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WASHINGTON -- When Republican Anne Northup ran for re-election to her 3rd District House seat in 2004 and 2006, she got almost $900,000 from her party's congressional fundraising arm, reports The Louisville Courier-Journal in its Sunday edition.
The money paid for ads attacking her opponents and for campaign activities such as polling. This year, however, it could be different.
The National Republican Congressional Committee is likely to play only a minor role in aiding Northup's campaign to win back the seat she lost to Democrat John Yarmuth two years ago, reports the Courier-Journal.
That's because the committee faces hard times. It had about $7.1 million available as of the end of April, according to Federal Election Commission records, compared with $44.3 million for the Democratic Congressional Campaign Committee.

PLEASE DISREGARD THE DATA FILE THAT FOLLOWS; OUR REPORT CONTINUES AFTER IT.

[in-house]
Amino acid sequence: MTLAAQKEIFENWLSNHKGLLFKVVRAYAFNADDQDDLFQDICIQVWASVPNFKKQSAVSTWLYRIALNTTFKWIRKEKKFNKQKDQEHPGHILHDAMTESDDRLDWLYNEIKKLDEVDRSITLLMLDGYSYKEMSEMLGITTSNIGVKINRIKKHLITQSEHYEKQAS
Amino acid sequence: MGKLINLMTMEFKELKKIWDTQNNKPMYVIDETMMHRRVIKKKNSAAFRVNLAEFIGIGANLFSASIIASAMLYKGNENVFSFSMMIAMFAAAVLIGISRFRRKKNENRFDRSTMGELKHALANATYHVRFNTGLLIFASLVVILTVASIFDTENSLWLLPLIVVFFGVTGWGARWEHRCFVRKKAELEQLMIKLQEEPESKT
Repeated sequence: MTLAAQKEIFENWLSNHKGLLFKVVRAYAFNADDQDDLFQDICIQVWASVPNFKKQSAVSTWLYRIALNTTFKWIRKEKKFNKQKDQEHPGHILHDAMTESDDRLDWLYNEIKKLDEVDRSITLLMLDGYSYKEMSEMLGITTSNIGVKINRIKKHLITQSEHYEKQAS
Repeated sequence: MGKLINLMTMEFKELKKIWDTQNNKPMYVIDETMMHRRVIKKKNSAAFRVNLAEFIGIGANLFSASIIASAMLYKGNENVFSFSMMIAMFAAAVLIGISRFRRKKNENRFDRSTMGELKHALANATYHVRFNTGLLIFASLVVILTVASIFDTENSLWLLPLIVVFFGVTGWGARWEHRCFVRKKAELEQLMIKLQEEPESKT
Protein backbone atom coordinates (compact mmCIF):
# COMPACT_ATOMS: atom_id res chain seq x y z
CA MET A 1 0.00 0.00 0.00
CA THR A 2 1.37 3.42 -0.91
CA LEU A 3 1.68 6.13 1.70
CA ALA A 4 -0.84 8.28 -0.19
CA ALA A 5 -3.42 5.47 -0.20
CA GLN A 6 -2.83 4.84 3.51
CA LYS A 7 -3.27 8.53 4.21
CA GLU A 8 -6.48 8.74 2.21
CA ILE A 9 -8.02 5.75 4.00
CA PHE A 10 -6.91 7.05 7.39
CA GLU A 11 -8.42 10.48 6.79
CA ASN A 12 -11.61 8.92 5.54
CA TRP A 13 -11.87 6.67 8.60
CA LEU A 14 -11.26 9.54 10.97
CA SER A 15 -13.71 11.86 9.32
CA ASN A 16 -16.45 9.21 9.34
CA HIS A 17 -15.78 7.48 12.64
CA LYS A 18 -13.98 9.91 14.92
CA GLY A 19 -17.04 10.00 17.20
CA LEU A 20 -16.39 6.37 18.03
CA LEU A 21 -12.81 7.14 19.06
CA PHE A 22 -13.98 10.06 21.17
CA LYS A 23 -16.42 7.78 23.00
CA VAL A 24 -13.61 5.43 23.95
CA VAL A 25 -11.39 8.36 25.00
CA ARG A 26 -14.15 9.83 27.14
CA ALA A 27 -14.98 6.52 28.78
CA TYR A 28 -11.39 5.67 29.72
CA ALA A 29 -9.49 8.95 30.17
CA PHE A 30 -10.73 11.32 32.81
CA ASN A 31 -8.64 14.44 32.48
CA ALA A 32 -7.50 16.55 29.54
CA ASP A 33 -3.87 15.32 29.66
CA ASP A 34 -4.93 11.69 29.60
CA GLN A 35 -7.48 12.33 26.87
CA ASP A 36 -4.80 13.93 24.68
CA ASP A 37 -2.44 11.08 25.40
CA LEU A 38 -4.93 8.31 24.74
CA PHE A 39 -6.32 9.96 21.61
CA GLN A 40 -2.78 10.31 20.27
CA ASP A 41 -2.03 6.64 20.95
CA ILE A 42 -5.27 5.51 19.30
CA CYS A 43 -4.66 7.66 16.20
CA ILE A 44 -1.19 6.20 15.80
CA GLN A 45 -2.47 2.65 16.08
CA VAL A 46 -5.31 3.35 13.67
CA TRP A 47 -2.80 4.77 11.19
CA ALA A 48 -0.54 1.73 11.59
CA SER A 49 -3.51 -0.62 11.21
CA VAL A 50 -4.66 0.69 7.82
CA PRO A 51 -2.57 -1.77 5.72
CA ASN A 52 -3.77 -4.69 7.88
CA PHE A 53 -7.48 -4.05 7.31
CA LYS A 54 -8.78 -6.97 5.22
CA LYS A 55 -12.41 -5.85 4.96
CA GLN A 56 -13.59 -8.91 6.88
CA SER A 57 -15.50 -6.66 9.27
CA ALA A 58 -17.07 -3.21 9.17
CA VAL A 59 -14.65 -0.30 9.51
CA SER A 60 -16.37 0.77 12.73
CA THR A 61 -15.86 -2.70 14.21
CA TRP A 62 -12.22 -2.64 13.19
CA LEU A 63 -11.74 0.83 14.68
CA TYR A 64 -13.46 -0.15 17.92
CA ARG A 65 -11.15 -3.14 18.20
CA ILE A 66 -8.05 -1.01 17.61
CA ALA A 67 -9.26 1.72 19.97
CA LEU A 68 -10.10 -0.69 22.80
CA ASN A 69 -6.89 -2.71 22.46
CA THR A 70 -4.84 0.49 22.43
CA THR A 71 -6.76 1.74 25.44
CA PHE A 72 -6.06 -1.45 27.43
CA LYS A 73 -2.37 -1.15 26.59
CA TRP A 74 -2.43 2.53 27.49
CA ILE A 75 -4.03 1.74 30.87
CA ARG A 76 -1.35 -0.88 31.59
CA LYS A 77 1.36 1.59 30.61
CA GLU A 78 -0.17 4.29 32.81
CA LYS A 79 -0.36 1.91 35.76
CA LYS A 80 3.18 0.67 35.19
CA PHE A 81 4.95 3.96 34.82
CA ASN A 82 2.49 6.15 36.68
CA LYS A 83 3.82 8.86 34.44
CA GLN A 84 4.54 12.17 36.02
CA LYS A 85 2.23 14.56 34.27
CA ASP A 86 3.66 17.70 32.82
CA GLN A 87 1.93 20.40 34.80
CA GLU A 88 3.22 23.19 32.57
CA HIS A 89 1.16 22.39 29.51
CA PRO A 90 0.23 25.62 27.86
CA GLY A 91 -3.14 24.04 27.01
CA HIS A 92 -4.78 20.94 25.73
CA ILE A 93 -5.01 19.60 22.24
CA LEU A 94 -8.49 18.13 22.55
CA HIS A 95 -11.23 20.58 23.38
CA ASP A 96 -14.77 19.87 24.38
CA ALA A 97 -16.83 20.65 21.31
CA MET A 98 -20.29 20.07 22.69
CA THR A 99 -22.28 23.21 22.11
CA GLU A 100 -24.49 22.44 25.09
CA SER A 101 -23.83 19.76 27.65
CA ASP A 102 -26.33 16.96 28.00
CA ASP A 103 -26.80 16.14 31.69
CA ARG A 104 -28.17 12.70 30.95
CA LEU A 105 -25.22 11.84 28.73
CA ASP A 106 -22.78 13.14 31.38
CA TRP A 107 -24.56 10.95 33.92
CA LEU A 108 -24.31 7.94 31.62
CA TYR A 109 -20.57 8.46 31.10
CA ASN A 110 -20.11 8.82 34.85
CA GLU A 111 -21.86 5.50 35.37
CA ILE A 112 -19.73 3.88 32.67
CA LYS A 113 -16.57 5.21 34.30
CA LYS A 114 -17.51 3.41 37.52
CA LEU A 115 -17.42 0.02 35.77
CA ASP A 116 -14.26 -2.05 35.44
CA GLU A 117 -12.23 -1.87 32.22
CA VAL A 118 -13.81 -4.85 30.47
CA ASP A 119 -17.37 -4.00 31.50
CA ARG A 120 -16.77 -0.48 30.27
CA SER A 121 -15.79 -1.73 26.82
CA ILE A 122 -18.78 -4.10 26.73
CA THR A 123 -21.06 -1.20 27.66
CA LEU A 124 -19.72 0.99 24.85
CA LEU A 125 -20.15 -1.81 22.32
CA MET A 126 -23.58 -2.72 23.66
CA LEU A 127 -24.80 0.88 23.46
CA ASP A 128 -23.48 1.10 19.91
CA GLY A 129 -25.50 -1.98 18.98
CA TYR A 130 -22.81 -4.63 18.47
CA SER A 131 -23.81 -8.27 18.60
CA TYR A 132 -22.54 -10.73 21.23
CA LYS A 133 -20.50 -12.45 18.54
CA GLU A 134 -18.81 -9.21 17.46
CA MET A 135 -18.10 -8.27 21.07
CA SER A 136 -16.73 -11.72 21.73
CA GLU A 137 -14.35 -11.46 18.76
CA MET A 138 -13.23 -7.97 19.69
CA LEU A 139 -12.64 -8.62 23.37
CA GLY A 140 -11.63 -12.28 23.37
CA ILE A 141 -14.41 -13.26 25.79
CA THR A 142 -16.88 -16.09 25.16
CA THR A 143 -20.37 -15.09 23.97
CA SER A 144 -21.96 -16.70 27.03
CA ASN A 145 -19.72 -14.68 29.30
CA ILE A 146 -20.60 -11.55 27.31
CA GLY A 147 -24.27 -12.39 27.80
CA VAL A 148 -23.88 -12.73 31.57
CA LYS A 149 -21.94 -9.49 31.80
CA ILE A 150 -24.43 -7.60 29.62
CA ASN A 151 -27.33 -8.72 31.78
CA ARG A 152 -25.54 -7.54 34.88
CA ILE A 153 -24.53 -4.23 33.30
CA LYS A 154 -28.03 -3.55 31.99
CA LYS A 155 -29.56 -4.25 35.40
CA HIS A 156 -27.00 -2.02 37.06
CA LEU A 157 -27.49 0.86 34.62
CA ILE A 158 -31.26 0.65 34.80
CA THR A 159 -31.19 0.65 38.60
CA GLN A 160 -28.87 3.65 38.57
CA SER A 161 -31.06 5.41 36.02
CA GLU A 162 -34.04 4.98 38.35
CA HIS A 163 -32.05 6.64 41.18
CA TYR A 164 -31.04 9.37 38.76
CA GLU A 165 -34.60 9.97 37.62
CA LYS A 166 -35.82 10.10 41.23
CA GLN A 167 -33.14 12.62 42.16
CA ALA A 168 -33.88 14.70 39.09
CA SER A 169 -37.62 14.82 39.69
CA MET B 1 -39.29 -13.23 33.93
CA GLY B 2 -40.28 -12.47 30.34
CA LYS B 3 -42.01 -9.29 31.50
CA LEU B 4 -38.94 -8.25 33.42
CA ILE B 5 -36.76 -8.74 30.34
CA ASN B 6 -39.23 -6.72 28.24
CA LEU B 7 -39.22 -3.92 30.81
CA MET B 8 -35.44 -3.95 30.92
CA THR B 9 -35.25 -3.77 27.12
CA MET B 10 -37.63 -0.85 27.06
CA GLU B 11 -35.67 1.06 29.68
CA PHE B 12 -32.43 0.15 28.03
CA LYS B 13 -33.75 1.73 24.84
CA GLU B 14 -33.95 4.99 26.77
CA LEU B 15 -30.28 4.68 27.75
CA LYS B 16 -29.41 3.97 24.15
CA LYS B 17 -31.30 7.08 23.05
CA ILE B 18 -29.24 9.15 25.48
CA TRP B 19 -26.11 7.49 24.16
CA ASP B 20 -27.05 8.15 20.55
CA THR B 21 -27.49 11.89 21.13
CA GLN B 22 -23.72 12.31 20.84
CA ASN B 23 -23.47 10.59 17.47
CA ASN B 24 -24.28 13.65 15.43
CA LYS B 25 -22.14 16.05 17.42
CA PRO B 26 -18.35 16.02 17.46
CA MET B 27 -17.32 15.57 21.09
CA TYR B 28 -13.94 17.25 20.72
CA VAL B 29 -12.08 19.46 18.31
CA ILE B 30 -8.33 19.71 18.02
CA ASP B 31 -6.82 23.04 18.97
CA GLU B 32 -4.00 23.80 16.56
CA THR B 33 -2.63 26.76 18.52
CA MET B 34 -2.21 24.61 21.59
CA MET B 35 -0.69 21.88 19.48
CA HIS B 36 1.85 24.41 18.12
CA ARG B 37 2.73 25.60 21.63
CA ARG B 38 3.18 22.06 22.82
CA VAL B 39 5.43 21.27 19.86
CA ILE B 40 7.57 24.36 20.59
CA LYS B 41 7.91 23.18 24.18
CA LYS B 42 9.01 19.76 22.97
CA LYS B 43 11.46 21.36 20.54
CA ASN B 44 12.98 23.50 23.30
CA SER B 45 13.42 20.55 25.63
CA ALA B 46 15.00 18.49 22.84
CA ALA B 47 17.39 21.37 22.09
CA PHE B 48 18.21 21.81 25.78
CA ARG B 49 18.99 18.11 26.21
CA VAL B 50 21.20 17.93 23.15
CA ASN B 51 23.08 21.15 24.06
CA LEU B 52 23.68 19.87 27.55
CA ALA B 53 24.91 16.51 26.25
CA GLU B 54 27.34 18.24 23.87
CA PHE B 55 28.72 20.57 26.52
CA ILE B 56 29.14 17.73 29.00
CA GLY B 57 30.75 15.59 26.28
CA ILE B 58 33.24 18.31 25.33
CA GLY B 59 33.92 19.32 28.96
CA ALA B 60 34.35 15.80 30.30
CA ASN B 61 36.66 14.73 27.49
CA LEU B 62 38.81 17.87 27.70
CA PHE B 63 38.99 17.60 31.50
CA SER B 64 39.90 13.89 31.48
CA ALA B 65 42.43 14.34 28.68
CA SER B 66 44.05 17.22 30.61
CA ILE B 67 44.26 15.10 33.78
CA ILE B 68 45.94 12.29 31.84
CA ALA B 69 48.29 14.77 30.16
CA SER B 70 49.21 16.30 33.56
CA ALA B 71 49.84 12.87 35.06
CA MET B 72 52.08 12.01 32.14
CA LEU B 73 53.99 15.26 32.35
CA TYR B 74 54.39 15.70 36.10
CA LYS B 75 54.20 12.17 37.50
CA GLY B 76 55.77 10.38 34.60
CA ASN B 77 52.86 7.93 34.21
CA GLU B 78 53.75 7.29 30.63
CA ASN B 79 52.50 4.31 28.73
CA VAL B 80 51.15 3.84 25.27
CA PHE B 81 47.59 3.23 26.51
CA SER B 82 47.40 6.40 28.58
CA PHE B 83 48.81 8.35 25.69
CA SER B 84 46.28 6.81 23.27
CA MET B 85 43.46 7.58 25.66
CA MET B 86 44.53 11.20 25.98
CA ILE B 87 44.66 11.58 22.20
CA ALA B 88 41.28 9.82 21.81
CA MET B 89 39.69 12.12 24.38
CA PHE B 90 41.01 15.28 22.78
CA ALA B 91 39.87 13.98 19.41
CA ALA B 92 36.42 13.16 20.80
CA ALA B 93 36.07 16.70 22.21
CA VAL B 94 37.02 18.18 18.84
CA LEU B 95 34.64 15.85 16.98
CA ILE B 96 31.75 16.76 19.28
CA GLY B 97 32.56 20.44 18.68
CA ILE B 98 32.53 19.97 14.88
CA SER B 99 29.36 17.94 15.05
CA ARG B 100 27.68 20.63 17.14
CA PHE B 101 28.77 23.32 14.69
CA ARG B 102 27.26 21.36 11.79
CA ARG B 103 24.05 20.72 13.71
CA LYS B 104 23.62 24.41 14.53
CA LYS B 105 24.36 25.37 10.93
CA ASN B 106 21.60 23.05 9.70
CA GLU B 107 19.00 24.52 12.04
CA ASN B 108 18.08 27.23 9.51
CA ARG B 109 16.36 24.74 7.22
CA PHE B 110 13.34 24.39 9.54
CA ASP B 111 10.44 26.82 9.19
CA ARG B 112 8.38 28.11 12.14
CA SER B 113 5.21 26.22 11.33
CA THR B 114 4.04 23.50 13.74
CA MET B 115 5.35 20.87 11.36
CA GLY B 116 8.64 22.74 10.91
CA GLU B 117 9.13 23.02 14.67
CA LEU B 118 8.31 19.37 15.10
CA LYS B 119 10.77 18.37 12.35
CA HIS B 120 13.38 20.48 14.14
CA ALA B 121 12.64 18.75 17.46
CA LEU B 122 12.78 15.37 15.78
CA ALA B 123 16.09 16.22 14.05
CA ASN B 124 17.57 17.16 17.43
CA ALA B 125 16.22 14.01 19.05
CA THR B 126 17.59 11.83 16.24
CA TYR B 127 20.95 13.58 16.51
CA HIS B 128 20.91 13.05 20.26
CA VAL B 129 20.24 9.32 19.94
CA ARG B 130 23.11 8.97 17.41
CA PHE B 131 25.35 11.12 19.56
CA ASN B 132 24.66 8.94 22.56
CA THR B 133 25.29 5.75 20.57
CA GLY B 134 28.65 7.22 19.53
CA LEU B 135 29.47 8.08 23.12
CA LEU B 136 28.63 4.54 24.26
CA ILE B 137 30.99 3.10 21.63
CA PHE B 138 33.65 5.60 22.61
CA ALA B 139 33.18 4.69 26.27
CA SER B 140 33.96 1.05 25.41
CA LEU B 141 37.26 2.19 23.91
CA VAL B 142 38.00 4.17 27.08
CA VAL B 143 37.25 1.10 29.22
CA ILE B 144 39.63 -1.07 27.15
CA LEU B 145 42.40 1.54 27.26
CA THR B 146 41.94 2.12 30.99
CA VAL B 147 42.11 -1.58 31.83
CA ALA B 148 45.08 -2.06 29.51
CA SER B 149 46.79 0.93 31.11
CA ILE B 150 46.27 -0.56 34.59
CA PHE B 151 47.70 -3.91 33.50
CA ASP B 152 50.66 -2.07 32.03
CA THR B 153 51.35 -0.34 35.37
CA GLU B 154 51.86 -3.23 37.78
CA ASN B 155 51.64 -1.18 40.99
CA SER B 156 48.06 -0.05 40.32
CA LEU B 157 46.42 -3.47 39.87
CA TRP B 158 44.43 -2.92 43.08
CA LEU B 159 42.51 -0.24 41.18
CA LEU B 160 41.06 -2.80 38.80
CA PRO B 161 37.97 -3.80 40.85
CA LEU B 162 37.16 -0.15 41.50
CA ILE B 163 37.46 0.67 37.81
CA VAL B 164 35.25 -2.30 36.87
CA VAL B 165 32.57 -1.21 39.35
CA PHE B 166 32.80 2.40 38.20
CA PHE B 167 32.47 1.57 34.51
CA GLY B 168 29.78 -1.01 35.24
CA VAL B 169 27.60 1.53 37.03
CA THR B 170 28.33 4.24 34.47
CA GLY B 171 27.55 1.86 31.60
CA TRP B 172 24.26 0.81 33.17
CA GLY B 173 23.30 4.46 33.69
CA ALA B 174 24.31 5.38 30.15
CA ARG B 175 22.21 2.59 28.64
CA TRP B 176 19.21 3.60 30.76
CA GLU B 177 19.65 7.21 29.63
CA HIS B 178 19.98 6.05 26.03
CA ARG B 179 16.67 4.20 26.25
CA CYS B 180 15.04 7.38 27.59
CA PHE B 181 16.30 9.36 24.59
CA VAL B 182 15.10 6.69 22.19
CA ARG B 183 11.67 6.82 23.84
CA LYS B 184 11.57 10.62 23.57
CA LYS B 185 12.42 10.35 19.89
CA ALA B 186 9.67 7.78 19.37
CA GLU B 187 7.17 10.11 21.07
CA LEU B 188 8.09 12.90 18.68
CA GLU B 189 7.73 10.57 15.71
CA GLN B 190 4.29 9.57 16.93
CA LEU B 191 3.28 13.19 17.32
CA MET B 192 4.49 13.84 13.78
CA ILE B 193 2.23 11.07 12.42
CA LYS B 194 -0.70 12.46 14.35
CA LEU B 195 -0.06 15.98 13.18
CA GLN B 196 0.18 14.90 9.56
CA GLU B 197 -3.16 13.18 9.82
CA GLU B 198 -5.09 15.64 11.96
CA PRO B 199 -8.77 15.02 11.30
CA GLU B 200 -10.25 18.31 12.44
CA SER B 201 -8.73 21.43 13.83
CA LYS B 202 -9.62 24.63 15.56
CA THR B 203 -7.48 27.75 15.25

Two years ago the Republican committee raised $179 million to the Democrats' $92.9 million. The GOP spent it all and went into debt another $14 million. The Democrats spent $48.4 million, the C-J reports.
"Allocation of (national party) resources will be a major problem for most Republican challengers, including Northup," said David Wasserman, House analyst with the nonpartisan Cook Political Report. "She'll no doubt have to rely more on her own resources than those of the party."
The committee's first concern will be to defend incumbents. Challengers, even if they're former members like Northup, will be second in line, according to political analysts, the newspaper reports.
Northup campaign manager Ted Jackson insisted, however, that "our strategy doesn't depend on the NRCC doing anything. I can't say whether the NRCC is going to be in this thing, but I do know they consider this a very winnable race."
Jackson conceded that the Republican campaign committee appears to have limited funds. But he said "we're going to have the money we need to carry the message, and whatever else comes will be a bonus."
So far this year, Yarmuth has raised $1.1 million and has $846,000 on hand. Northup, who didn't enter the race until late January, has raised $619,000 and has $534,000 on hand, reports the newspaper.
In 2006 Northup's campaign spent $3.4 million, compared to Yarmuth's $2.4 million. Yarmuth said in an interview that he isn't sure how important party money will be this year, reports The Louisville Courier-Journal.
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